• UsePAM: no

Add this line to only allow a custom user (e.g. "alex") to login via SSH:

AllowUsers alex

Save the file.

Check all values:

cat /etc/ssh/sshd_config | grep PasswordAuthentication
cat /etc/ssh/sshd_config | grep ChallengeResponseAuthentication
cat /etc/ssh/sshd_config | grep PermitRootLogin
cat /etc/ssh/sshd_config | grep UsePAM
cat /etc/ssh/sshd_config | grep AllowUsers

Restart SSHD daemon

sudo systemctl restart sshd

In case of there is an issue with the config changes, do not close the current terminal window. Open a new terminal window and try connecting, as follows:

ssh alex@[server ip]

If it is working, we can close the old terminal window. If it does not work, then use the old terminal window to check the contents of the file "/etc/ssh/sshd_config" in order to identify where the error could be.

Enable auto-updates of packages

Auto-updates allow keeping a server's packages automatically up-to-date. Please follow the instructions here.

Remove known insecure packages

Remove insecure services like Mail service, Telnet service, RSH service, NIS service, TFTP service and TALK service:

sudo apt-get --purge remove xinetd nis yp-tools tftpd atftpd tftpd-hpa telnetd rsh-server rsh-redone-server

Check ports listened by internal services with "lsof"

On Debian you may have to install lsof, as follows:

sudo apt-get install lsof

List the ports listened by internal services:

sudo lsof -i | grep LISTEN

The output should only show the SSHD daemon listening to external traffic on port 22. If there are other ports opened, and if they are unwanted, please remove the packages the services(s) depend on.

For example, with the command "lsof" we noticed that on a Debian distro the SMTP service "Exim" is installed and running by default and it is listening on port 25. If we want to remove this service, we need to find the list of packages it is depending on:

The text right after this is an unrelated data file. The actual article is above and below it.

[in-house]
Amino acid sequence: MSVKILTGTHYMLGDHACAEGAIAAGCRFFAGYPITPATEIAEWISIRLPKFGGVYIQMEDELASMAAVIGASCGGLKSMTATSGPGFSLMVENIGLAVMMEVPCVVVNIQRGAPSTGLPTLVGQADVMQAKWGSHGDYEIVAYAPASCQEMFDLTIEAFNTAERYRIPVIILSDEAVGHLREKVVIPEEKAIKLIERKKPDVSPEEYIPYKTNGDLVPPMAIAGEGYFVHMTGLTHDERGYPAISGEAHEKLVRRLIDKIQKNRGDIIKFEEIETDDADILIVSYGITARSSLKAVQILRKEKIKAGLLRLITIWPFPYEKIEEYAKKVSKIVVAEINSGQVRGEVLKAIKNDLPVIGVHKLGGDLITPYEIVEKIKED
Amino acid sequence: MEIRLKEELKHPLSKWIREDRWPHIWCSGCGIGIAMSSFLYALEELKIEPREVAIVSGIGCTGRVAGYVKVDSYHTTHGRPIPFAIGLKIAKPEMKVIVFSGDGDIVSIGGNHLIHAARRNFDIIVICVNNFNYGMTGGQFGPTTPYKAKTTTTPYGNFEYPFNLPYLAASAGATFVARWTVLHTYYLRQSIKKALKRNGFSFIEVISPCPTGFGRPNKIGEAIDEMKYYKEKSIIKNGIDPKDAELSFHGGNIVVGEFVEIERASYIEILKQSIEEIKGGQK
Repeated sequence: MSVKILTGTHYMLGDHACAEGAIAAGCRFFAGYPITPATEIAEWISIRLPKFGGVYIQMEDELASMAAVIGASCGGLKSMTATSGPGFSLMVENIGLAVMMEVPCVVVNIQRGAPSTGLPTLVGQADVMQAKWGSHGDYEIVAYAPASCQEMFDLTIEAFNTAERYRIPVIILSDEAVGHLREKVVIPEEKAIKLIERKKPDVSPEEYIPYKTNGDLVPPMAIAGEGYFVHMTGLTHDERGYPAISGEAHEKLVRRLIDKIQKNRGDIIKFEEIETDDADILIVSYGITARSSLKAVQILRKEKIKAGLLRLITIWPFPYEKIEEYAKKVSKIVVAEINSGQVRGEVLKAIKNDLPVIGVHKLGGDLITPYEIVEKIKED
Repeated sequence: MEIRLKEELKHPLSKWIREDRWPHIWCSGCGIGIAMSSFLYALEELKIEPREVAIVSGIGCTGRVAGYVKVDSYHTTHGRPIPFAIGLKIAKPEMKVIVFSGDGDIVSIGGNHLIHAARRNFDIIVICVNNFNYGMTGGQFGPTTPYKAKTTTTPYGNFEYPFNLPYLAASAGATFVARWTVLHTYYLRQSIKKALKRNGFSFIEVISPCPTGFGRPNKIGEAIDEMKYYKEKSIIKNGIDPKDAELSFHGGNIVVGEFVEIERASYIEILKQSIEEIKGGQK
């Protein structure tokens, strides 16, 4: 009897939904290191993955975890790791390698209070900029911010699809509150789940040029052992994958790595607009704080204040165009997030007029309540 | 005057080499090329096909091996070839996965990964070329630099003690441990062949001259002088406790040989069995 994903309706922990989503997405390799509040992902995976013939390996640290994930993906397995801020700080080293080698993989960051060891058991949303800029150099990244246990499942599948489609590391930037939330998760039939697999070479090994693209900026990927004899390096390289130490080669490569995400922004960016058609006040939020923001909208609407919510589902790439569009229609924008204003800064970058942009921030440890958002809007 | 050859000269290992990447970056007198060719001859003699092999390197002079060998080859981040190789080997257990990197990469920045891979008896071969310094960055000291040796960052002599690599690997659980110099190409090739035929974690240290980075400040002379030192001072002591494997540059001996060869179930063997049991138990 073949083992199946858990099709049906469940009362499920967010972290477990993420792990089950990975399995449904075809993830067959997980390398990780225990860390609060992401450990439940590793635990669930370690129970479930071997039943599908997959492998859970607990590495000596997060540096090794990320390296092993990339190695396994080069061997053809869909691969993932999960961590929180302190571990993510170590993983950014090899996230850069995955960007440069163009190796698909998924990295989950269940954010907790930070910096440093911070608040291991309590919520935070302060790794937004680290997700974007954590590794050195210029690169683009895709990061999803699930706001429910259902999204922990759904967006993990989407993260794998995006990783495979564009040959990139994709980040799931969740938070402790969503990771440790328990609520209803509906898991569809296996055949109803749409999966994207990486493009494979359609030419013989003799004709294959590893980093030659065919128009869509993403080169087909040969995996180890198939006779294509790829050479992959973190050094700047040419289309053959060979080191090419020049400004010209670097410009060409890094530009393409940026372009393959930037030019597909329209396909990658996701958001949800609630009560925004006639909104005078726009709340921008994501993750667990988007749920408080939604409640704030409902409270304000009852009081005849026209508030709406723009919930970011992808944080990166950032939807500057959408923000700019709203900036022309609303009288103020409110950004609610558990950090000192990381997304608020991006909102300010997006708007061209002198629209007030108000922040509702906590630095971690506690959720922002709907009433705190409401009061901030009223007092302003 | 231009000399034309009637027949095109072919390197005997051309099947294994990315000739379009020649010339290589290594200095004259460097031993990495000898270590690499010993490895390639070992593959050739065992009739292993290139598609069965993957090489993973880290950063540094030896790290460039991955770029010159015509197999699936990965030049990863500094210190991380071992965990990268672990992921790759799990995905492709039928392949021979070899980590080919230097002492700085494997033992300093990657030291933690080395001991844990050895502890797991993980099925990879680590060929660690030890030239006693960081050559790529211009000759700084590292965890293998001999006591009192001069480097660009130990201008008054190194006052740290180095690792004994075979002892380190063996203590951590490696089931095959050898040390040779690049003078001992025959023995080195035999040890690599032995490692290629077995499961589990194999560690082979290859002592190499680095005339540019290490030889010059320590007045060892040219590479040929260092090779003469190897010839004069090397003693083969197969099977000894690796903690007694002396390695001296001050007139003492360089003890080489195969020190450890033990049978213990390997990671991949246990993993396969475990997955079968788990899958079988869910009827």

dpkg -l | grep exim

Output example:

exim4-base            4.94-15    amd64        support files for all Exim MTA (v4) packages
exim4-config          4.94-15    all          configuration for the Exim MTA (v4)
exim4-daemon-light    4.94-15    amd64        lightweight Exim MTA (v4) daemon

Let's remove those packages:

sudo apt-get purge exim4-base exim4-config exim4-daemon-light

Once completed, we can also remove the obsolete packages which were installed with the removed packages above:

sudo apt-get autoremove


Once all sections above are completed, you have a minimum hardened set-up for a Linux server.

Additional actions to consider

Disabling Root Cron Jobs

List cron jobs:

sudo ls /etc/cron*

Then go to the listed file(s) to remove the app which is unwanted. For example, we can remove "bsdmainutils":

sudo apt-get purge bsdmainutils

List services and stop the ones we do not want to use

List services:

sudo service --status-all
sudo systemctl list-unit-files --state=enabled

Get info about a service:

sudo systemctl status sendmail

Disable a service

sudo systemctl disable sendmail